Different coverage features are available for commercial truck owners who wish to protect their vehicles. Commercial truck insurance plans also protect your employees. Remember, personal auto policies won’t cover commercial trucks. Here are four things to know when you’re shopping around for the right commercial truck insurance.
1. Commercial Truck Insurance Coverage:
Coverage for commercial truck insurance plans fall under three categories:
- Basic Coverage:
Basic coverage for commercial trucks includes collision and comprehensive protection. Collision insurance covers the cost of the other automobile in an accident wherein you (as the driver of the commercial truck) were at fault. Comprehensive insurance works similarly as collision protection, but this coverage helps cover costs from accidents other than collisions.
- Specialized Coverage:
Companies who wish to add additional protection to their truck insurance policies may opt for specialized coverage. One example is cargo insurance wherein the insurance firm can cover the costs for losses or damages to cargo. The total claimable amount depends on the nature and value of the load.
- Non-Trucking Coverage:
Individual coverage may not directly relate to commercial trucking but may still be reliable in certain situations. Commercial truck coverage may include bobtail, non-trucking liability, occupational accident, and personal item insurance. Here’s a brief description of non-trucking coverage plans:
- Bobtail insurance: Takes effect after the delivery of the package and the vehicle is being driven without cargo.
- Non-trucking liability insurance: Applies when the vehicle isn’t transporting cargo with or without a connected trailer.
- Occupational accident insurance: It covers the operator for accidental death or dismemberment during truck driving.
- Personal item insurance: This coverage covers the full or partial costs of lost or damaged personal items in the commercial truck.
The coverage for the insurance plan can differ depending on the truck. Large vehicles that may be part of the security policy may include:
- Tractor trailers or 18-wheelers
- Garbage trucks
- Tow trucks
- Tank trucks
- Dump trucks
- Automobile haulers
- Flatbed trucks
- Box trucks
2. The Need for a Commercial Truck Insurance:
Commercial truck businesses may need financial help to protect the company’s assets from burdens caused by particular incidents. A commercial truck insurance plan is ideal if your employees are driving vehicles to make deliveries, run errands, or drive people on behalf of the business. You may need coverage for your commercial truck business if you use your firms’ vehicles to:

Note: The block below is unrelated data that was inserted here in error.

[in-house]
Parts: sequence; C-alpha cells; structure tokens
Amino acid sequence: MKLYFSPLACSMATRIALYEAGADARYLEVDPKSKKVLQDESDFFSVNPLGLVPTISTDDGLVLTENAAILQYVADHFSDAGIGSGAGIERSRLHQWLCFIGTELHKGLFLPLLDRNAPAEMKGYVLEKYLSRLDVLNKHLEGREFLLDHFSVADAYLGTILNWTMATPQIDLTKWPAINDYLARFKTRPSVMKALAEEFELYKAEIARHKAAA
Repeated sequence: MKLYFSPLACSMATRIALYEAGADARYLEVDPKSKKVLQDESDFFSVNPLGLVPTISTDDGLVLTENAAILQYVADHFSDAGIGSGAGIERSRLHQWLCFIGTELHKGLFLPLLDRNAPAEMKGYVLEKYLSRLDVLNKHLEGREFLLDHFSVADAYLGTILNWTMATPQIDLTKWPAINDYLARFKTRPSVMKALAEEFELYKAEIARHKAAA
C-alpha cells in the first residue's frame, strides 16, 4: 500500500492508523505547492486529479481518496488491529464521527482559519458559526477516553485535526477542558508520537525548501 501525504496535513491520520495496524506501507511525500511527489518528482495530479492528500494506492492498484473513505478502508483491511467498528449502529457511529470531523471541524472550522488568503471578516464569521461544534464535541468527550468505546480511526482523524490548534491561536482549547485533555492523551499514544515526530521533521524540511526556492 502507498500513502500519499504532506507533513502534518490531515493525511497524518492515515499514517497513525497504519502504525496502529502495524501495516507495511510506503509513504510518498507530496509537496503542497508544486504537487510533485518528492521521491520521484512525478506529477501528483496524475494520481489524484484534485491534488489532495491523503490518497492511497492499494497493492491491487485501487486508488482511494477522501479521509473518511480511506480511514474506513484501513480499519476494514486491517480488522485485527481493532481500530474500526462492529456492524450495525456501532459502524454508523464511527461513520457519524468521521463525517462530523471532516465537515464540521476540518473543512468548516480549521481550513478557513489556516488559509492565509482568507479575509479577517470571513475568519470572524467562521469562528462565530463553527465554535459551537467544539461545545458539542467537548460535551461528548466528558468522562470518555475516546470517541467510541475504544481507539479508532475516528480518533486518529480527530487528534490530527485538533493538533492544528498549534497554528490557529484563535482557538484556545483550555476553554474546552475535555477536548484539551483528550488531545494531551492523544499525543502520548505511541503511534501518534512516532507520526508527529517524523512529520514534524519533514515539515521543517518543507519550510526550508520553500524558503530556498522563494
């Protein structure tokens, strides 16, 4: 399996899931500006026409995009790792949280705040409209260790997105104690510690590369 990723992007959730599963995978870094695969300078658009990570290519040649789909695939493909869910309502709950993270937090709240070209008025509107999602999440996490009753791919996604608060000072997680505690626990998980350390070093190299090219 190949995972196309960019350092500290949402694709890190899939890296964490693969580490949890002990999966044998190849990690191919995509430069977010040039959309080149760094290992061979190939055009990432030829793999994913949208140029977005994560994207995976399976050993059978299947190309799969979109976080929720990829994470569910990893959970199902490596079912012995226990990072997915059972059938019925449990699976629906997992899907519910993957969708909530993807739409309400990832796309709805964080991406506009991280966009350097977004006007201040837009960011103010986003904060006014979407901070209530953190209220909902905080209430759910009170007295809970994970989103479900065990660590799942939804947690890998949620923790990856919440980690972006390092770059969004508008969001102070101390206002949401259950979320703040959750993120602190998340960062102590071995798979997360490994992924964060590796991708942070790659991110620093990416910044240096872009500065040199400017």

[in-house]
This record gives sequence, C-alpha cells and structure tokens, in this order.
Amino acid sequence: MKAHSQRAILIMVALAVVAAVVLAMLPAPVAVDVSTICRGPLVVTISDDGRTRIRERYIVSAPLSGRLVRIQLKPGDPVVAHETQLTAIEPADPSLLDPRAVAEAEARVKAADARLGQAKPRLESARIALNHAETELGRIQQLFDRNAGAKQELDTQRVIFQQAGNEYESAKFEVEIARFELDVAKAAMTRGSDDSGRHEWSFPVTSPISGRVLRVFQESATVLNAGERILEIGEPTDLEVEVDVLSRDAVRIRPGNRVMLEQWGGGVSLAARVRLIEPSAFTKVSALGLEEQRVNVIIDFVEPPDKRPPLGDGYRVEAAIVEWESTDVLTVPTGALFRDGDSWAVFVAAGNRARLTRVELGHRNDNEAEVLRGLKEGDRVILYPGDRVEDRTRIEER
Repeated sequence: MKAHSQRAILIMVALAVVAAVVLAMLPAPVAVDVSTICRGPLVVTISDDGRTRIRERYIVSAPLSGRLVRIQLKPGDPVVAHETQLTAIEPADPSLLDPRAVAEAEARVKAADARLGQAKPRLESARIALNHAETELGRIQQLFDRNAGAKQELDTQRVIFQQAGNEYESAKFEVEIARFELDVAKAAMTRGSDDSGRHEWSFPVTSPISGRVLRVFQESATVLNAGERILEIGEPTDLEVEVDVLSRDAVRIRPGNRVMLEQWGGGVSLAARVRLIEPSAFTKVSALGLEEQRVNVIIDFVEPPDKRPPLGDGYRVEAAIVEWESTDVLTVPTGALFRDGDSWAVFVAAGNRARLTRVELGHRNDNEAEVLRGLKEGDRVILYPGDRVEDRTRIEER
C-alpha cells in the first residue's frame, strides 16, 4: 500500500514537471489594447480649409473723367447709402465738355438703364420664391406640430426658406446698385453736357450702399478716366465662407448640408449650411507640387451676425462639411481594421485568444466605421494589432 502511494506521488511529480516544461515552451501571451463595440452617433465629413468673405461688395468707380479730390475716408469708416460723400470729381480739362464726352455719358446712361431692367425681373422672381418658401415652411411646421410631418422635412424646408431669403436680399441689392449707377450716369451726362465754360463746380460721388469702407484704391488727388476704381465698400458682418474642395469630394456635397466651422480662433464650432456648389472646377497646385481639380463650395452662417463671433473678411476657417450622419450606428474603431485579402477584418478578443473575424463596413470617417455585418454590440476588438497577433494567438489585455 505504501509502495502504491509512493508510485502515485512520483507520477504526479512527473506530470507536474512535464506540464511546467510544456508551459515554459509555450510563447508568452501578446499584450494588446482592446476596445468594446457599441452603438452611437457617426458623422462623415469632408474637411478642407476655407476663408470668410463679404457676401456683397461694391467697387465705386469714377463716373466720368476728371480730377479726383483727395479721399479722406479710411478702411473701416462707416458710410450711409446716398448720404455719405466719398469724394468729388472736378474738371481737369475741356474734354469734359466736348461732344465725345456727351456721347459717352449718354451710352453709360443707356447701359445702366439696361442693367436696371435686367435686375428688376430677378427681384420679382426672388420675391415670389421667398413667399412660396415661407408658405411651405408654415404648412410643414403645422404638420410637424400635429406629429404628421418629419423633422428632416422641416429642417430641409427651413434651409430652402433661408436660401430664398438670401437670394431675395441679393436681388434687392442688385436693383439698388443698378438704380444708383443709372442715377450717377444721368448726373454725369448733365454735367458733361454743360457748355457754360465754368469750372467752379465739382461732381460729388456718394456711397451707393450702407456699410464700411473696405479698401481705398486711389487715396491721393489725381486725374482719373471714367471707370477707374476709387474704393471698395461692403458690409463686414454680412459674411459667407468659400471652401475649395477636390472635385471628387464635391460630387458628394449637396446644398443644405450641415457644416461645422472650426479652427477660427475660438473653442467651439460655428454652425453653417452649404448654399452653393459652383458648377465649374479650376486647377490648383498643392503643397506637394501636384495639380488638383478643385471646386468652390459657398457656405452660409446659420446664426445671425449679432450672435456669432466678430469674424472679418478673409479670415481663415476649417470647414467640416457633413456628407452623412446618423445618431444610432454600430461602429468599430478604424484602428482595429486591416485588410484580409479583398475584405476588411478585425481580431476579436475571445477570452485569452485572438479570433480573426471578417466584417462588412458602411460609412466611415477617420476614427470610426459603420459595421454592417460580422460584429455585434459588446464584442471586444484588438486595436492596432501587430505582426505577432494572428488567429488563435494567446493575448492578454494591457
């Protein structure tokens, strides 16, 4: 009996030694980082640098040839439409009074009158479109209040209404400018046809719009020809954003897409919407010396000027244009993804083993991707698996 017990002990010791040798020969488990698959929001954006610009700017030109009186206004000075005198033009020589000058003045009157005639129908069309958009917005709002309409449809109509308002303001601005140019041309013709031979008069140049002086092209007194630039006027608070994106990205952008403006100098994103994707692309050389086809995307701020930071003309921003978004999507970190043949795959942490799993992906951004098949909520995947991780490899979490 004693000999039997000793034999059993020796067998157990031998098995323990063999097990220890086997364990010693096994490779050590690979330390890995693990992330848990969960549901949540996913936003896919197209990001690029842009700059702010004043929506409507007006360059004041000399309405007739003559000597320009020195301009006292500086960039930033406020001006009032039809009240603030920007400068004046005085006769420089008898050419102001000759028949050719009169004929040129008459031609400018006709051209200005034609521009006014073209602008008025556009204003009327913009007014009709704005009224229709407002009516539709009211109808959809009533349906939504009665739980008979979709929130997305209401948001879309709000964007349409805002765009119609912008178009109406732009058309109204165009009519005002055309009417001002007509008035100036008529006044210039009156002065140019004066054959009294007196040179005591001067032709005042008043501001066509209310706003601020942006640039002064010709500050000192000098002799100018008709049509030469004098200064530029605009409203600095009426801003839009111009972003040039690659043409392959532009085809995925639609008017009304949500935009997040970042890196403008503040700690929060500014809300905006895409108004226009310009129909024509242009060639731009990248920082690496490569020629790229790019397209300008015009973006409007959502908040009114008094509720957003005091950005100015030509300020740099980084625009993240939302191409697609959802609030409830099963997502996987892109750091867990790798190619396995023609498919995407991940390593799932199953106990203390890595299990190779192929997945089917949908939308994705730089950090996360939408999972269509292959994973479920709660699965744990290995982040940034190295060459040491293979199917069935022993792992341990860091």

- Carry equipment
- Transport hazardous material
- Use, carry, or transport heavy construction equipment
- Deliver newspapers
- Deliver retail or wholesale products
Most commercial trucking companies will need basic coverage for their insurance plans. Still, there are certain situations wherein there might be a need for additional coverage. Ask your insurance agent if you may need other features for the insurance policy.
3. Getting Commercial Truck Insurance Quotes:
The values concerning commercial truck insurance varies depending on the truck and nature of the business. These factors may make it difficult to gain a side-by-side comparison for different quotes. Work with your insurance agent to break down individual elements to help you achieve the right insurance policy for your trucking company. To get accurate values for your insurance quotes, your agents may ask you:
- The full names of the employees driving your trucks
- Locations of the truck operations (e.g., construction sites and hard hat areas)
- The commonly delivered packages
- Annual distance traveled in miles of the trucks
Don’t forget to include the driving records of your employees when showing data to your insurance agent. The pieces of information will help you and your agent gathers quotes hoping to give you value from your insurance policy.
4. Commercial Truck Insurance Premiums and Deductibles:
Premiums for commercial truck insurance policies are payable in advance through monthly payments. Insurance companies may allow policyholders to cancel the plan at any time. Cancellation may not affect the credit score, but you need to pay all the premiums before the date of cancellation takes effect. Also, insurance premiums may be higher if the policyholder or the truck’s driver has a bad driving record.
Remember, insurance companies test the level of risk of policyholders. Hence, drivers with recorded accidents may have to pay higher deductibles than a truck operator with a clean driving record.
Commercial truck insurance policies are essential to trucking businesses regardless of size. Commercial truck coverage joins the top things to consider when starting a small trucking company. All insurance policies help you gain peace of mind. It’s best to resist the temptation to cut coverage hoping to reduce costs. Work with a reliable insurance firm to help you see the coverage you need for your trucks and drivers.